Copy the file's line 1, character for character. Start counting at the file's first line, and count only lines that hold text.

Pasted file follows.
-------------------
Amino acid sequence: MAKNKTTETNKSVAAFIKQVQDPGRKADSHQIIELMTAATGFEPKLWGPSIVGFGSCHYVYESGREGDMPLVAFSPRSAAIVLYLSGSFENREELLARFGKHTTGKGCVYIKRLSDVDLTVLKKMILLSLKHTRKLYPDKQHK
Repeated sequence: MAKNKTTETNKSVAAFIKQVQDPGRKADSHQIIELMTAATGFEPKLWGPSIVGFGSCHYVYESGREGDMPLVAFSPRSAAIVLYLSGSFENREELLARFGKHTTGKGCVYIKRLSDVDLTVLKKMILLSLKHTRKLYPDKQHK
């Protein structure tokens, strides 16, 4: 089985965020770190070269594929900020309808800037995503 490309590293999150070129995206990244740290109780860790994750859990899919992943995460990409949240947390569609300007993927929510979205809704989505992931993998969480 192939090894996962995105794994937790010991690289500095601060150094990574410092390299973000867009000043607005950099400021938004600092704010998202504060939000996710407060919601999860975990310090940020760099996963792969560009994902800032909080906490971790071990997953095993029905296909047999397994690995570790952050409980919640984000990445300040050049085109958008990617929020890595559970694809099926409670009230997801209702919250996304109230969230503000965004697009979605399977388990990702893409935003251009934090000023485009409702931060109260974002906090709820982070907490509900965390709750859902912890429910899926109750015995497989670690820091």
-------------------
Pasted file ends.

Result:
Amino acid sequence: MAKNKTTETNKSVAAFIKQVQDPGRKADSHQIIELMTAATGFEPKLWGPSIVGFGSCHYVYESGREGDMPLVAFSPRSAAIVLYLSGSFENREELLARFGKHTTGKGCVYIKRLSDVDLTVLKKMILLSLKHTRKLYPDKQHK